U.S. Army Medical Department, Office of Medical History
Skip Navigation, go to content

ACCESS TO CARE External Link, Opens in New Window

HISTORY OF THE OFFICE OF MEDICAL HISTORYPDF document

ANC HISTORY

AMEDD BIOGRAPHIES

AMEDD CORPS HISTORY

BOOKS AND DOCUMENTS

HISTORICAL ART WORK & IMAGES

MEDICAL MEMOIRS

AMEDD MEDAL OF HONOR RECIPIENTS

ORGANIZATIONAL HISTORIES

THE SURGEONS GENERAL

ANNUAL REPORTS OF THE SURGEON GENERAL

AMEDD UNIT PATCHES AND LINEAGE

THE AMEDD HISTORIAN NEWSLETTER

Gettysburg

Books and Documents

THE MEDICAL AND SURGICAL HISTORY

OF THE

WAR OF THE REBELLION

APPENDIX

TO

PART I,

CONTAINING

REPORTS OF MEDICAL DIRECTORS, AND OTHER DOCUMENTS

Edited, under the direction of Surgeon General JOSEPH K. BARNES, United States Army,

by

Assistant Surgeon J. J. WOODWARD, United States Army,

AND

Assistant Surgeon GEORGE A. OTIS, United States Army

Washington, D.C.:  1870


140

CXXX. Report on the Operations of the Medical Department during the Battle of Gettysburg. By Surgeon JONATHAN LETTERMAN, U.S.A., Medical Director Army of the Potomac.

CAMP NEAR CULPEPPER C.H., VA., October 3, 1863.

GENERAL: I have the honor to submit the following report on the operations of the medical department of this army at the battle of Gettysburg, July 1, 2 and 3, 1863:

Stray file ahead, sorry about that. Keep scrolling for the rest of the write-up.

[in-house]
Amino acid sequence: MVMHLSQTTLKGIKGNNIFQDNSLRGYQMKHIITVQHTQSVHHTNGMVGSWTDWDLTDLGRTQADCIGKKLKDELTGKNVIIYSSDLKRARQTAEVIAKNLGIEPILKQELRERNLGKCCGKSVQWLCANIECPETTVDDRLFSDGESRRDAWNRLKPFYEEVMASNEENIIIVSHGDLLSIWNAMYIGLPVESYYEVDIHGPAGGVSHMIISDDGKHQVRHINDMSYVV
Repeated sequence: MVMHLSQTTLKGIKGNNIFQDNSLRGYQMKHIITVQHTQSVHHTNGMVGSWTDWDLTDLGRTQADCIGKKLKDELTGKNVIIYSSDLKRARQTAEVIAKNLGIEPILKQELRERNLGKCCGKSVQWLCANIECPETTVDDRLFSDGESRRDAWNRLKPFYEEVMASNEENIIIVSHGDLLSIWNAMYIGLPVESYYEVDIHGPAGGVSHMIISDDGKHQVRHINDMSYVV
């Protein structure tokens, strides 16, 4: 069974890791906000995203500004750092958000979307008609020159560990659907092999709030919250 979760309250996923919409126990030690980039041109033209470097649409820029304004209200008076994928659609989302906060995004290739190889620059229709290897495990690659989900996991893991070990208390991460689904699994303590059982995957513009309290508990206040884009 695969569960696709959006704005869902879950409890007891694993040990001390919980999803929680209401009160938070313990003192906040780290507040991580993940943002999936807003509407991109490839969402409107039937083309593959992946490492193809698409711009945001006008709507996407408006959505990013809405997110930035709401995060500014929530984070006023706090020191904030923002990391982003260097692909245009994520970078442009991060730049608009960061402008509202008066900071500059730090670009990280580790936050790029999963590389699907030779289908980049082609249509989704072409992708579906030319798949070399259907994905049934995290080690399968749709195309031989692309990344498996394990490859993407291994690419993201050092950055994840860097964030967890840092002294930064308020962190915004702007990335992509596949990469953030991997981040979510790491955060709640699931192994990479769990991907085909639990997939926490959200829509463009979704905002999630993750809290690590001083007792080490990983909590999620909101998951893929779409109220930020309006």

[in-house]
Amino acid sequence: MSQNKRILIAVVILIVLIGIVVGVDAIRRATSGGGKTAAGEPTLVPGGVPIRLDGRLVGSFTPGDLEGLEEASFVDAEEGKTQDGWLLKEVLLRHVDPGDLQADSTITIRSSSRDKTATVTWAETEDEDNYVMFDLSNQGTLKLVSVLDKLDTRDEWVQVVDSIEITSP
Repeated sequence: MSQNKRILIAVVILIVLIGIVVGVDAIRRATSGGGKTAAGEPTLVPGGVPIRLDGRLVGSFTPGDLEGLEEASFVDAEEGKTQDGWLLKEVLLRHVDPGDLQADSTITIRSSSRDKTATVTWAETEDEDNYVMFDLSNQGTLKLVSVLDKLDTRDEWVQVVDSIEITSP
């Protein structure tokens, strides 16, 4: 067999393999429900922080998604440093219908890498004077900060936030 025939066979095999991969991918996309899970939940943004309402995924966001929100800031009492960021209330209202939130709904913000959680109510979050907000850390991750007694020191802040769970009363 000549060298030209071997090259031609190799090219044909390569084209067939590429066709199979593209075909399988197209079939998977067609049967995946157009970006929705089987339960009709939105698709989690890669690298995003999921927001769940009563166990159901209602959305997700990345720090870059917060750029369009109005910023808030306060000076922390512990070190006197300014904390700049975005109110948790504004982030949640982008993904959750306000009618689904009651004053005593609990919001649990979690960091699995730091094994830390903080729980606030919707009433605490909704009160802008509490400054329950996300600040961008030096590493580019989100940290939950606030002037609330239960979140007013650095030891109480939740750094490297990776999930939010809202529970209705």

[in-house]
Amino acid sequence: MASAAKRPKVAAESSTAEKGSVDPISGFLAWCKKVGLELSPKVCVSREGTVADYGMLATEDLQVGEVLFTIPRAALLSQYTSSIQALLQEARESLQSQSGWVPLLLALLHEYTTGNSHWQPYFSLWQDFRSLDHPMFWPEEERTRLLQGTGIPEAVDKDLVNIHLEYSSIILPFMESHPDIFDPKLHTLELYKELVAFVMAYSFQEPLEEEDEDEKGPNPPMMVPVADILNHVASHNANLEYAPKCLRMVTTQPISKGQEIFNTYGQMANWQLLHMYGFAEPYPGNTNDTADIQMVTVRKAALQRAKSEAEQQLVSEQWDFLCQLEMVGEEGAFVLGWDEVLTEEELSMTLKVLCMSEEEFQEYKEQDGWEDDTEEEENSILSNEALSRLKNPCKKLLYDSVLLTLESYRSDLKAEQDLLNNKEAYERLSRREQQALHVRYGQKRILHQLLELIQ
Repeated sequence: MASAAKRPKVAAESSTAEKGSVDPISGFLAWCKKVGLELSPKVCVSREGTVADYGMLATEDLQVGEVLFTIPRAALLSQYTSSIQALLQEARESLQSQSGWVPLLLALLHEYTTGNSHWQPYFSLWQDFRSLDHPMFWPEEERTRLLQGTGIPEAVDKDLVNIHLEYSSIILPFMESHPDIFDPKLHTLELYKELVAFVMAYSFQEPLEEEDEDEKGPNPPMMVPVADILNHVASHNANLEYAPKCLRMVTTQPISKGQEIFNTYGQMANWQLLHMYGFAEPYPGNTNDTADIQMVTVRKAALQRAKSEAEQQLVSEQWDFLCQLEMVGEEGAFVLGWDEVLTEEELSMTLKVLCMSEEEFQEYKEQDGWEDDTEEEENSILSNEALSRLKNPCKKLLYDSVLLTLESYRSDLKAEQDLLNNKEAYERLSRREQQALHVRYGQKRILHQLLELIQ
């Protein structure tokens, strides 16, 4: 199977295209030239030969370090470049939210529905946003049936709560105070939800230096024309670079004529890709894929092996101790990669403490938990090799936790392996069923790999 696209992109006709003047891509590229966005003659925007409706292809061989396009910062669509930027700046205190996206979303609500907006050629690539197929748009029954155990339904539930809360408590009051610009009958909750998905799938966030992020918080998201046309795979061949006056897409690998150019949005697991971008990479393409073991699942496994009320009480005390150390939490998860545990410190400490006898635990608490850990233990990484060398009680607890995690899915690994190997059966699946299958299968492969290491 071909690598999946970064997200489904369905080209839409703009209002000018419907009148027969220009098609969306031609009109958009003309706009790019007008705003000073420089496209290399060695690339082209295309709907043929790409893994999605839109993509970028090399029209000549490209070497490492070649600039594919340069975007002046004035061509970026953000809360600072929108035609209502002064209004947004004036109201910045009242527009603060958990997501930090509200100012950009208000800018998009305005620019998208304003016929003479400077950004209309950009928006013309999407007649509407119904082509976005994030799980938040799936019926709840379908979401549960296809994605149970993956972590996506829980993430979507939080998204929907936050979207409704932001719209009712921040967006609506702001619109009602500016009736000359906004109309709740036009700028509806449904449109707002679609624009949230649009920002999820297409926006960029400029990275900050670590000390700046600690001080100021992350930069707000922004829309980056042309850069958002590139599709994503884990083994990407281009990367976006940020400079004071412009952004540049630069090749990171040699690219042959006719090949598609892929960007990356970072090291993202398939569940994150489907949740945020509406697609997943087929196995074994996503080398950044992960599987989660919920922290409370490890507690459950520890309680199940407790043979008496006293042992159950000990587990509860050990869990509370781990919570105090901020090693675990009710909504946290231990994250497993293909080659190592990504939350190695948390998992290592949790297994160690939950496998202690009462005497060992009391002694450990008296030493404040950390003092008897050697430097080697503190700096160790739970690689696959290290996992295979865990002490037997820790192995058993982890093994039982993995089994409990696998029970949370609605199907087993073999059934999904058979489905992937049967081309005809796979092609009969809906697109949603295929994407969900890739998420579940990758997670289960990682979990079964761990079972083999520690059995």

As the subject of transportation had an important bearing upon the manner in which the wounded are attended to after a battle, it is necessary to make some allusion to the manner in which this department was supplied. It is scarcely necessary to say that, if the transportation is not sufficient to enable the officers of the department to conduct it properly, the consequences must fall upon the wounded. In the autumn of 1862, I investigated the subject very carefully, with a view to the adoption of some system, instead of the irregular method which, prior to that time, was in vogue; to limit the amount necessary and to have that amount always available. The transportation allowed was one wagon to each regiment, and one to each brigade. This gave all that was required, and was not too much. It may be remarked that it was a reduction to nearly one-half that which had been in use prior to that time. This system worked well. At the battle of Chancellorsville the department had, upon the left bank of the Rappahannock, means sufficient, had it been allowed to use them, to take care of many more wounded than came under its control.